Pfizer has added another node to a growing network of academic collaborators intended to speed its discovery of protein-based drugs. The newest member of Pfizer’s Centers for Therapeutic Innovation (CTI)—the University of California, San Diego, Health Sciences—will receive up to $50 million in a five-year collaboration.
The drugmaker launched CTI in November 2010 with UC San Francisco as its first partner. Pfizer has since announced CTIs in New York City and Boston. At each location, the company is setting up labs where its scientists can directly collaborate with university partners. Each lab will house a staff of antibody engineers, assay biologists, protein scientists, and project managers, Pfizer says.
Under the CTI model, academic scientists submit proposals to a steering committee composed of university and Pfizer representatives. For every project that receives funding through CTI, Pfizer will pay for two postdoctoral or clinical fellows.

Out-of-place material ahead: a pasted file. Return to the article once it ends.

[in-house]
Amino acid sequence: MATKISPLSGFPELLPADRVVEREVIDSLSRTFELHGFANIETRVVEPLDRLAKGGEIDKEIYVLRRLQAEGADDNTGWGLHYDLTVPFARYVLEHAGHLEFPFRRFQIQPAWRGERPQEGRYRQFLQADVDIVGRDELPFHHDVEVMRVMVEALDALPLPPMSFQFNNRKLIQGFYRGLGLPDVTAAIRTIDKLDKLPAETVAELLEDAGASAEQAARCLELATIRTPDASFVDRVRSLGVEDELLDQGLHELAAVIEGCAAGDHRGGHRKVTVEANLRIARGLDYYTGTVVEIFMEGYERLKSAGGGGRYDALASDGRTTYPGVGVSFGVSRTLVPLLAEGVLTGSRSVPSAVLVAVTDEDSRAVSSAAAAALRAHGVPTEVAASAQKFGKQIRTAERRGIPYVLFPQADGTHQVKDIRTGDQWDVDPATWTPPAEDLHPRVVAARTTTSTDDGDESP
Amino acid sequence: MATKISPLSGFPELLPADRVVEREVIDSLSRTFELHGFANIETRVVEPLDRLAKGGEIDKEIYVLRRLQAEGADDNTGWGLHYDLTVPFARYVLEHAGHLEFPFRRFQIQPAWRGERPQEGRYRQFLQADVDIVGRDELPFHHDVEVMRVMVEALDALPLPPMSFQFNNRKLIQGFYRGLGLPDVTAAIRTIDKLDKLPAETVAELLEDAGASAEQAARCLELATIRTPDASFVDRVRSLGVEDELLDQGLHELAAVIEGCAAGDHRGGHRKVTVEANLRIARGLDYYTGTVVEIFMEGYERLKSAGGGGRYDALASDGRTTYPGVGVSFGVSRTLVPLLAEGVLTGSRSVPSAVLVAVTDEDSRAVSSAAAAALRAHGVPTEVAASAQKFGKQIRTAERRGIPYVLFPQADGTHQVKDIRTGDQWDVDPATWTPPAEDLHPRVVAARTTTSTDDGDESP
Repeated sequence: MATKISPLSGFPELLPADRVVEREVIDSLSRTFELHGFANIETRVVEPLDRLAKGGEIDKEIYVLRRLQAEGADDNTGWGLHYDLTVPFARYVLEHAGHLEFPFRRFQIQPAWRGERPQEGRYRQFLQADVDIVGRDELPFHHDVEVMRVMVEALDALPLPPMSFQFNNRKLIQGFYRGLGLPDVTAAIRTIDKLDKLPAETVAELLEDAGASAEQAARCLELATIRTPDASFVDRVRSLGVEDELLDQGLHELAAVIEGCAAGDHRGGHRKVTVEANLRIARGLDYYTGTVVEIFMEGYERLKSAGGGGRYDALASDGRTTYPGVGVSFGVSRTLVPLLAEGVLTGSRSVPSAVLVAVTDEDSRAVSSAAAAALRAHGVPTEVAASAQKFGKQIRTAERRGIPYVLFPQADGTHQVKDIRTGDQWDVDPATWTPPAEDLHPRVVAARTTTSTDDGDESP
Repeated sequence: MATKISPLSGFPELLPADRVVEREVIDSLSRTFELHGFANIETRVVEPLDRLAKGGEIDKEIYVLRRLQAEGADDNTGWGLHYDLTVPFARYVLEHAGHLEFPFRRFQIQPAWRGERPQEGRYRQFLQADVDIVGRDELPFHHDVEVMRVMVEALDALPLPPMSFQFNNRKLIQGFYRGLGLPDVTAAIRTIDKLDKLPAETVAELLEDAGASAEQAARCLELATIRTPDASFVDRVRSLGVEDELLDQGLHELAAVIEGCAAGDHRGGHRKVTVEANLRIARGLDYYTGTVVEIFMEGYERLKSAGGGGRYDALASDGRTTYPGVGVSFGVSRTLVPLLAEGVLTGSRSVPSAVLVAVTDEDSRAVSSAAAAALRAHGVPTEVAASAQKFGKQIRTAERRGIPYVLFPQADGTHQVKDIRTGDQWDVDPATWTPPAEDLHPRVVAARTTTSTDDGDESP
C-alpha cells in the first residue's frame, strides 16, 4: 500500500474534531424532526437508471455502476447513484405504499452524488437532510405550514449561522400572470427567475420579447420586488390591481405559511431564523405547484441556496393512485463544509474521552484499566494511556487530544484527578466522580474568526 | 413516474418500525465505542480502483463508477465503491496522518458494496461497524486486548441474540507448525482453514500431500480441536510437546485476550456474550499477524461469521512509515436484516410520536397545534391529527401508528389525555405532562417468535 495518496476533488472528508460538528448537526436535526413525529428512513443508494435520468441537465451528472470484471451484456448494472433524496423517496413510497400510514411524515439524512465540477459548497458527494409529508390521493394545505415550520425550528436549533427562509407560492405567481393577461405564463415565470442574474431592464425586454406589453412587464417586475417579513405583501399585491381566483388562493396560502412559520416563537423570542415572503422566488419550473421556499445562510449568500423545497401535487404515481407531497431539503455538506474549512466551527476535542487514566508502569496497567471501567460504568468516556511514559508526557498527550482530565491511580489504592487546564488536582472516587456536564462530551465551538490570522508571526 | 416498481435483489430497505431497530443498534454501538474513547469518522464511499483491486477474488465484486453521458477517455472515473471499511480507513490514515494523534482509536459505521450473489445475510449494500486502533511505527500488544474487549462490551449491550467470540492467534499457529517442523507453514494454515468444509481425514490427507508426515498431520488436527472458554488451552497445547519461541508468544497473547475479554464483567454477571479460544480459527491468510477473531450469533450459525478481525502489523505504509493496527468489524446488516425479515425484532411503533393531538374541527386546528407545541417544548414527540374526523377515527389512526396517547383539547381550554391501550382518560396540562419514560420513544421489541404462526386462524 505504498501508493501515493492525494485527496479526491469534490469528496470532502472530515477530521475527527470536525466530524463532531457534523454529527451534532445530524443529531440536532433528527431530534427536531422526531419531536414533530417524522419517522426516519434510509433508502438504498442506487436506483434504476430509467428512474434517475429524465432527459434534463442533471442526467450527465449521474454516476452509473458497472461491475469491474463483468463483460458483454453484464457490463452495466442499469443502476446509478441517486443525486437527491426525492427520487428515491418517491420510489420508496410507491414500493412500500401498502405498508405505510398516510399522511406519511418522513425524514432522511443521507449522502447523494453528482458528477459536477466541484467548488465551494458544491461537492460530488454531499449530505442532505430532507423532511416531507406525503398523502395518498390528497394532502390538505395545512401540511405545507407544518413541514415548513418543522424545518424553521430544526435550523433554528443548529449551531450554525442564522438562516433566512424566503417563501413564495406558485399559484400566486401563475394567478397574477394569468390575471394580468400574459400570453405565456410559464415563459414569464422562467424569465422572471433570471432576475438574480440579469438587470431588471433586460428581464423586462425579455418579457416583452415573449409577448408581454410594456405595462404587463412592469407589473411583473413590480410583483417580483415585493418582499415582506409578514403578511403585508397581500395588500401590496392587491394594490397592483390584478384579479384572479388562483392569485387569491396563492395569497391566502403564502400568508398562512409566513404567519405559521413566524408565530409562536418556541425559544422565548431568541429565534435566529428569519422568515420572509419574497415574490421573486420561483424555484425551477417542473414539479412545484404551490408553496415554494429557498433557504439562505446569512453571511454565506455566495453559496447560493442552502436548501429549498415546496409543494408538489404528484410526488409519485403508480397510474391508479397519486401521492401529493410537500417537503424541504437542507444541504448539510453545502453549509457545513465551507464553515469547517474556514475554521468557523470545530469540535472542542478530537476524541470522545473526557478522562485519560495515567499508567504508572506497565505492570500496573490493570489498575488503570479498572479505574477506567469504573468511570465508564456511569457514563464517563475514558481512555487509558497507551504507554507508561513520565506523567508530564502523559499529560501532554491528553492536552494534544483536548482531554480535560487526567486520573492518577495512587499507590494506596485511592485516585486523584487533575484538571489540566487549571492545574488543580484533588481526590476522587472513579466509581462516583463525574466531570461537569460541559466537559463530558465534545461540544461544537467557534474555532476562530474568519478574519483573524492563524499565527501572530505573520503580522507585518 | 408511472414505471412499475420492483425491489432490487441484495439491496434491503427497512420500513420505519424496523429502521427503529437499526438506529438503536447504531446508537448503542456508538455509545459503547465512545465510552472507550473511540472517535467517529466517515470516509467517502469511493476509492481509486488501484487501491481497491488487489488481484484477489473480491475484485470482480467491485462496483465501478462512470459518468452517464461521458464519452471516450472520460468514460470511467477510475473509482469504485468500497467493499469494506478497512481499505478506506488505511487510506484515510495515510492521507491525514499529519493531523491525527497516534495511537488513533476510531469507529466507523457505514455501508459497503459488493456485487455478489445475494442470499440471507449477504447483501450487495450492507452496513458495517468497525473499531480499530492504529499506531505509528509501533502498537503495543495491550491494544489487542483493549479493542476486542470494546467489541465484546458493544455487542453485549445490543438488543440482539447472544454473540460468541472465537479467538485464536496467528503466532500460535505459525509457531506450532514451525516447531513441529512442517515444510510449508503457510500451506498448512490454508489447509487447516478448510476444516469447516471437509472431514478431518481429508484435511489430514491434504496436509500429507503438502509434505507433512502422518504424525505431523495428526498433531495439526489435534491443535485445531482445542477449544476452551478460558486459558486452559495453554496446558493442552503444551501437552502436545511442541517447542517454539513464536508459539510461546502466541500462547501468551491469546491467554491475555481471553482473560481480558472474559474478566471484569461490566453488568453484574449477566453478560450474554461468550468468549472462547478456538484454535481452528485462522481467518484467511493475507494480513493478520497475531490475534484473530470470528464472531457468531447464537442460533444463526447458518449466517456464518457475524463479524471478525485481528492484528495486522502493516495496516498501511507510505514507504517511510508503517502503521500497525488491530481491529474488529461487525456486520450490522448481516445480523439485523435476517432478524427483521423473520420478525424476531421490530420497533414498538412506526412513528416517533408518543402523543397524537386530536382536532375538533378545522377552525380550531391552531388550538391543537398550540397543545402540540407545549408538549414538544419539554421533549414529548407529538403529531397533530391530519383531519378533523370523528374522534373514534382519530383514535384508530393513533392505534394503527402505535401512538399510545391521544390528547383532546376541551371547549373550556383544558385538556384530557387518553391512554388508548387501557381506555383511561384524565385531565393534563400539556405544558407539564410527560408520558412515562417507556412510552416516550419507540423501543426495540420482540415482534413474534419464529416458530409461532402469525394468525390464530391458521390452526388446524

For the UCSD project, Pfizer plans to hire about 15 scientists to work with university researchers in dedicated lab space at the company’s site in La Jolla, Calif. The firm is already recruiting 30 scientists to work at its planned research center in San Francisco’s Mission Bay. Overall, the California collaborations could receive up to $150 million in research support and milestone payments if molecules they discover complete Phase I studies.
Pfizer is one of several major drug firms attempting to leverage academic expertise to lower R&D costs and improve productivity.
Kenneth I. Kaiten, director of the Tufts Center for the Study of Drug Development, says Pfizer’s partnering strategy is “particularly good” because it calls for industry and academic scientists to work side by side. “That’s something that a lot of the other plans in major companies exploring partnerships are not really allowing for,” Kaiten observes. In the process, he says, Pfizer gains access to cutting-edge science, and academics can tap into the company’s development and commercialization expertise.